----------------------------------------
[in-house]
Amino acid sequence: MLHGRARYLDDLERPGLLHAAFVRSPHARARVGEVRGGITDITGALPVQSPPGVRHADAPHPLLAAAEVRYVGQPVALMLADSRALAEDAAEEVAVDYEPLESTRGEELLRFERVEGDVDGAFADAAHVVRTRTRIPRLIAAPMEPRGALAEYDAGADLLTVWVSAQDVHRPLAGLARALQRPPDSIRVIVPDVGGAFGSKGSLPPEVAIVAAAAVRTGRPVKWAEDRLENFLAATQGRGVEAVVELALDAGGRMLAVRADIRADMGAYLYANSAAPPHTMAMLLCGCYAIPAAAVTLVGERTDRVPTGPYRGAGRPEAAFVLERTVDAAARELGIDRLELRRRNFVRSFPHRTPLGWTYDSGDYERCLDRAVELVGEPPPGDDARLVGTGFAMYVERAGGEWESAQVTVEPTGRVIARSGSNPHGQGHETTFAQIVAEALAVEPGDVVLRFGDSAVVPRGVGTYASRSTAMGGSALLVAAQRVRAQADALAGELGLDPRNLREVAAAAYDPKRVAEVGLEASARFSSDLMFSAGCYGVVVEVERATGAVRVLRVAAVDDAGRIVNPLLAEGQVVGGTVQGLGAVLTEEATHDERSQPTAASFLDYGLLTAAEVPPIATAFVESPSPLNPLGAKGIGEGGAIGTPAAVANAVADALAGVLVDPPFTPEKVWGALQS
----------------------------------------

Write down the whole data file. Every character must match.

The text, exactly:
[in-house]
Amino acid sequence: MLHGRARYLDDLERPGLLHAAFVRSPHARARVGEVRGGITDITGALPVQSPPGVRHADAPHPLLAAAEVRYVGQPVALMLADSRALAEDAAEEVAVDYEPLESTRGEELLRFERVEGDVDGAFADAAHVVRTRTRIPRLIAAPMEPRGALAEYDAGADLLTVWVSAQDVHRPLAGLARALQRPPDSIRVIVPDVGGAFGSKGSLPPEVAIVAAAAVRTGRPVKWAEDRLENFLAATQGRGVEAVVELALDAGGRMLAVRADIRADMGAYLYANSAAPPHTMAMLLCGCYAIPAAAVTLVGERTDRVPTGPYRGAGRPEAAFVLERTVDAAARELGIDRLELRRRNFVRSFPHRTPLGWTYDSGDYERCLDRAVELVGEPPPGDDARLVGTGFAMYVERAGGEWESAQVTVEPTGRVIARSGSNPHGQGHETTFAQIVAEALAVEPGDVVLRFGDSAVVPRGVGTYASRSTAMGGSALLVAAQRVRAQADALAGELGLDPRNLREVAAAAYDPKRVAEVGLEASARFSSDLMFSAGCYGVVVEVERATGAVRVLRVAAVDDAGRIVNPLLAEGQVVGGTVQGLGAVLTEEATHDERSQPTAASFLDYGLLTAAEVPPIATAFVESPSPLNPLGAKGIGEGGAIGTPAAVANAVADALAGVLVDPPFTPEKVWGALQS